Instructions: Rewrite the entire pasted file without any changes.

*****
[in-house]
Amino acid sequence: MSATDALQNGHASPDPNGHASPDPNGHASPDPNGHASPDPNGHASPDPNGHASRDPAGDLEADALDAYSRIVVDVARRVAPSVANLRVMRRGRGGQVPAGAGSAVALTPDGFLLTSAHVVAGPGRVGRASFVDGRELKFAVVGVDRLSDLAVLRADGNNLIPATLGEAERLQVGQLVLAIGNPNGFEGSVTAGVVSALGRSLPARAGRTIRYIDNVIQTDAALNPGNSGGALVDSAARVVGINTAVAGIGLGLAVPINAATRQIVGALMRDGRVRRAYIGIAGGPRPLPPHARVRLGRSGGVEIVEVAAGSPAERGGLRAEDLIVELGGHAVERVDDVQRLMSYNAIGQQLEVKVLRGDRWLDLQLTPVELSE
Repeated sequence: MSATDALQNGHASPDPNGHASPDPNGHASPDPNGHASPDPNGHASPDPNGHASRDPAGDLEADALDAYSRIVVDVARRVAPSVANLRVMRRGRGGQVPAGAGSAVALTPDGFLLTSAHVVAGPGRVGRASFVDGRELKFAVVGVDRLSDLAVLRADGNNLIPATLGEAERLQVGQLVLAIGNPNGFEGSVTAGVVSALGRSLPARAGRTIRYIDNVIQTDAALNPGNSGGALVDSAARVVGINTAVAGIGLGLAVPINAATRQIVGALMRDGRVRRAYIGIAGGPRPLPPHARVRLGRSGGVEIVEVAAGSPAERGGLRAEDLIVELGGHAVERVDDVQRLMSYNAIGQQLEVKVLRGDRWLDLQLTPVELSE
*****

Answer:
[in-house]
Amino acid sequence: MSATDALQNGHASPDPNGHASPDPNGHASPDPNGHASPDPNGHASPDPNGHASRDPAGDLEADALDAYSRIVVDVARRVAPSVANLRVMRRGRGGQVPAGAGSAVALTPDGFLLTSAHVVAGPGRVGRASFVDGRELKFAVVGVDRLSDLAVLRADGNNLIPATLGEAERLQVGQLVLAIGNPNGFEGSVTAGVVSALGRSLPARAGRTIRYIDNVIQTDAALNPGNSGGALVDSAARVVGINTAVAGIGLGLAVPINAATRQIVGALMRDGRVRRAYIGIAGGPRPLPPHARVRLGRSGGVEIVEVAAGSPAERGGLRAEDLIVELGGHAVERVDDVQRLMSYNAIGQQLEVKVLRGDRWLDLQLTPVELSE
Repeated sequence: MSATDALQNGHASPDPNGHASPDPNGHASPDPNGHASPDPNGHASPDPNGHASRDPAGDLEADALDAYSRIVVDVARRVAPSVANLRVMRRGRGGQVPAGAGSAVALTPDGFLLTSAHVVAGPGRVGRASFVDGRELKFAVVGVDRLSDLAVLRADGNNLIPATLGEAERLQVGQLVLAIGNPNGFEGSVTAGVVSALGRSLPARAGRTIRYIDNVIQTDAALNPGNSGGALVDSAARVVGINTAVAGIGLGLAVPINAATRQIVGALMRDGRVRRAYIGIAGGPRPLPPHARVRLGRSGGVEIVEVAAGSPAERGGLRAEDLIVELGGHAVERVDDVQRLMSYNAIGQQLEVKVLRGDRWLDLQLTPVELSE